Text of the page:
Nineteen years ago, the winners of the inaugural London Marathon - Dick Beardsley, of the United States, and Norway's IngeSimonsen - ran through the finish line holding hands.
The spirit of the event has changed a little since then; the difference between first and second place is now a matter of £15,000. But if there are two runners in Sunday's Flora London Marathon who might feel drawn to such a sporting gesture should circumstances permit, they are surely Joyce Chepchumba and Tegla Loroupe, respectively defending champion and holder of the world's fastest time by a woman.
Since they met 10 years ago as promising runners for a post-office team in their native Kenya, they have forged careers which have established them at the peak of their profession - as well as forging a friendship which seems set to endure when their running days are over.
The two women train together in Detmold, Germany, under the direction of their coach and manager, Volker Wagner, and share a house. It is an arrangement which appears to suit both perfectly as they target races around Europe.
"We do our speed work together, but on our long runs, sometimes I go ahead and sometimes Tegla wants to run faster," said Chepchumba, who spends half the year in Germany while her husband, Aron Kitur, looks after their eight-year-old son, Collins, back in Kenya.
"It is better for us because we are only training and resting, training and resting. When we go back to Kenya we have to go here and there visiting our parents and out-family."
It was the tiny Loroupe - just 5ft tall - who forged the German connection, joining Wagner's group of male Kenyan runners in 1993 after becoming angry with the scant regard she felt she had been given by her home federation. The move paid off almost immediately for her as she won the 1994 New York event in a national record at the age of 21.
That was enough to confirm her talent to her male African housemates, who assumed when she arrived in Germany that she was there to do washing and cooking. But Loroupe missed her old companion, and encouraged Wagner to add Chepchumba to the group.
The move worked equally well for Chepchumba, who beat Liz McColgan to this title by a mere second in 1997 and regained it last year in a time of 2hr 23min 22sec (then a world best in women-only races). She will seek to join the likes of Katrin Dorre and Ingrid Kristiansen on Sunday by winning three times in London.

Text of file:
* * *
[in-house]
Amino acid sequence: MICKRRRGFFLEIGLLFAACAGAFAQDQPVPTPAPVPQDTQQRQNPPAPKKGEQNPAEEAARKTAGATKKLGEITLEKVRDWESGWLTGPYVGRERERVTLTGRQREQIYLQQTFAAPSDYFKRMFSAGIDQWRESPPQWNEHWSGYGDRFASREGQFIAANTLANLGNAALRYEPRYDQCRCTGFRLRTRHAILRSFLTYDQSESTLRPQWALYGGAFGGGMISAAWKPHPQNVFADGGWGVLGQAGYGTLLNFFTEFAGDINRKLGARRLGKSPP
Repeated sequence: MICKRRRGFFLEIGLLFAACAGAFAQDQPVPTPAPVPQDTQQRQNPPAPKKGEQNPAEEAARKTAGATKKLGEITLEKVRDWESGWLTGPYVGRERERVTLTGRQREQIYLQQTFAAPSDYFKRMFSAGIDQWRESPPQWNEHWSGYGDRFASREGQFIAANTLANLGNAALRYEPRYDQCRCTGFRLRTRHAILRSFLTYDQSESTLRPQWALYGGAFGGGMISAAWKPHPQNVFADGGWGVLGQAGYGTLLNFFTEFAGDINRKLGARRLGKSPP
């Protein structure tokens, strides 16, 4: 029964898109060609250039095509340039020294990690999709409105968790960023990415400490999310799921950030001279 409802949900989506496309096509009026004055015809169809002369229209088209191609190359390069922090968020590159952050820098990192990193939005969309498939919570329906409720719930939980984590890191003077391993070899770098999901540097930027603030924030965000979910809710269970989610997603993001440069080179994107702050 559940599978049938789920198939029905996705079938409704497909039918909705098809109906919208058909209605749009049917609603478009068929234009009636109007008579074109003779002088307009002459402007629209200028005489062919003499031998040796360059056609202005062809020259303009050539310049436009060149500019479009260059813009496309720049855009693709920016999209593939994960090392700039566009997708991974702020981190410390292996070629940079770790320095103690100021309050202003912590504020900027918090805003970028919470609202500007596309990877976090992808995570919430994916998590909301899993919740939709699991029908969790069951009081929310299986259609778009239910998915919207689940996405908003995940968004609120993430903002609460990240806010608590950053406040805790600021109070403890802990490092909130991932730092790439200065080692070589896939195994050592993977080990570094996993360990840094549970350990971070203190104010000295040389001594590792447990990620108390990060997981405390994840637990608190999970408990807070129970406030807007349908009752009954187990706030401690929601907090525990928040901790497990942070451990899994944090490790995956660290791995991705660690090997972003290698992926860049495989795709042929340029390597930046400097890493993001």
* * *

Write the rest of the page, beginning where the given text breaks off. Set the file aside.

But she knows better than anyone how hard it will be to beat Loroupe, who is making her first London appearance after twice beating Kristiansen's all-time women's record while racing with men at Rotterdam and then Berlin. London now makes a point of acknowledging women's records only when they come in women-only races - they paid Chepchumba a world-record bonus last year even though her time was more than two minutes slower than the one Loroupe ran in Berlin.
The two friends acknowledged yesterday that they sometimes deliberately avoid racing each other - "she wants to have a victory, and I want to have a victory," said Loroupe with a grin. Chepchumba was victorious in last November's Great North Run - but as she swiftly pointed out yesterday, Loroupe was tired from running the world half-marathon just three weeks before.
Now, though, they have been brought together and both believe they are in excellent shape, even though Chepchumba is reportedly being troubled by a sore throat.
How easy is it, how easy will it be, when one wins and the other loses? "I have won many races, and Joyce has never had a bad feeling," Loroupe volunteered. "She has won many races, and I have never had a bad feeling.
"Sport is part of life; it is not everything. We were at school together, and we got a job together. We have been together for a long time helping each other." The suggestion that they might try and recreate 1981 if they find themselves sprinting for the line on Sunday made both of them smile. "Pray to God that everything goes that well," said Loroupe with a wide grin. "Then we will see..."